A study out of London, England has shown the health benefits of physical activity, with new research indicating that cancer patients can cut their risk of dying by up to half by walking just one mile a day.
The study revealed that walking one mile daily at a moderate pace of three miles per hour, patients diagnosed with breast and prostate cancers could cut their risk of death by up to 40 percent, while for those with bowel cancer, doubling the distance could halve the risk of dying.
Research by “Walking for Health,” a network of walking groups run by Britain’s Macmillan Cancer Support and the Ramblers, show that Physical activity can also reduce the impact of some debilitating side effects of cancer treatment – including anxiety, depression, fatigue, impaired mobility and weight changes.
“Today’s research highlights the very simple reality – walking can save lives,” said Ciarán Devane, chief executive of Macmillan Cancer Support.
“We cannot continue to turn a blind eye to what is a very simple and obvious solution. Physical activity is a wonder drug and health care professionals must prescribe physical activity, such as walking, as a standard part of cancer recovery.”
The beneficial effect of exercise is thought to go further than just weight control, which cuts down on the amount of cancer-promoting hormones produced by body fat.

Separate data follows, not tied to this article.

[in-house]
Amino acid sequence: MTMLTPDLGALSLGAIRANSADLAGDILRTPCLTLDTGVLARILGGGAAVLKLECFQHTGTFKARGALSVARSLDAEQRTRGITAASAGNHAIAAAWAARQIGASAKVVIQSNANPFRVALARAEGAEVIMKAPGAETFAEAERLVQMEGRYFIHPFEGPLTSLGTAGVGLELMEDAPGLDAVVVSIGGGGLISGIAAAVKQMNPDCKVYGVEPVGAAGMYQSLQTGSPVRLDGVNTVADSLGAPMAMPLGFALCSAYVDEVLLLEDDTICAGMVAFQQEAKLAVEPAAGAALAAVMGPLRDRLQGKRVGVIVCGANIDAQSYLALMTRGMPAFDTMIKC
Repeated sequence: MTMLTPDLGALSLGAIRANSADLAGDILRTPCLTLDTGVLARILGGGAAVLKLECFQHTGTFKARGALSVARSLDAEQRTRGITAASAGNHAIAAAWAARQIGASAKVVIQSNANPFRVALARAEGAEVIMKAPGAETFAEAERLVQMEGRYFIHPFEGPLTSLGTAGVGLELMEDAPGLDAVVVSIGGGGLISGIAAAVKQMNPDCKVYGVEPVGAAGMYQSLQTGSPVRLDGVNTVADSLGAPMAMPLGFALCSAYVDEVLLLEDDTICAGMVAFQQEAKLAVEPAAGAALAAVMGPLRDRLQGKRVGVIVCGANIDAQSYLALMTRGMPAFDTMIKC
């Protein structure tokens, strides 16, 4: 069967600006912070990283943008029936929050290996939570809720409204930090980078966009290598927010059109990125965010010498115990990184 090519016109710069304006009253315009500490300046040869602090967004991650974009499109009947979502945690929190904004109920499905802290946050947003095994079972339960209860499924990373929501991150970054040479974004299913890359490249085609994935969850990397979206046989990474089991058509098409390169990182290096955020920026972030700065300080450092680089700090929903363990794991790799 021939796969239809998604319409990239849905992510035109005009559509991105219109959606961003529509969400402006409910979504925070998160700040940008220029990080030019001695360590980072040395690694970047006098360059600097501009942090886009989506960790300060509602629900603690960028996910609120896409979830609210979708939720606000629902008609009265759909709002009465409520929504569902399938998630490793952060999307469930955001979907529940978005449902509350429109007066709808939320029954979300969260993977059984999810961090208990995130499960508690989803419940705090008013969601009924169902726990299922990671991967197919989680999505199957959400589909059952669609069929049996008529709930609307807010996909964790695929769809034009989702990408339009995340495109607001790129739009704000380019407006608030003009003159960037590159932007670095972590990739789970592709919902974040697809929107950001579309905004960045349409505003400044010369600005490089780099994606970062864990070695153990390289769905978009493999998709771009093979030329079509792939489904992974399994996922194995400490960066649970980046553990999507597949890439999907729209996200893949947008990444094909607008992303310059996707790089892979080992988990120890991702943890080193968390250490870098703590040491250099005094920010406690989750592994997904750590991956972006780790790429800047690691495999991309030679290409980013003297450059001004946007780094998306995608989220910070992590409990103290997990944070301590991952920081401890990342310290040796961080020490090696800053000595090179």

The most recent thinking holds that activity may break down oestrogen to produce “good” metabolites that lower the risk of some cancers.
The reduction in risk of death from cancer is based on research review evidence in Macmillan Cancer Support’s Move More report.
Meanwhile, Ramblers head, Benedict Southworth said: “The benefits of walking are numerous. It is increasingly clear that walking even short distances regularly can make the world of difference for those recovering from and managing cancer or other serious health conditions.”
“We want to put walking at the centre of efforts to tackle physical inactivity and echo Macmillan’s call for health professionals to prescribe walking to those who are recovering from cancer or other health conditions.”
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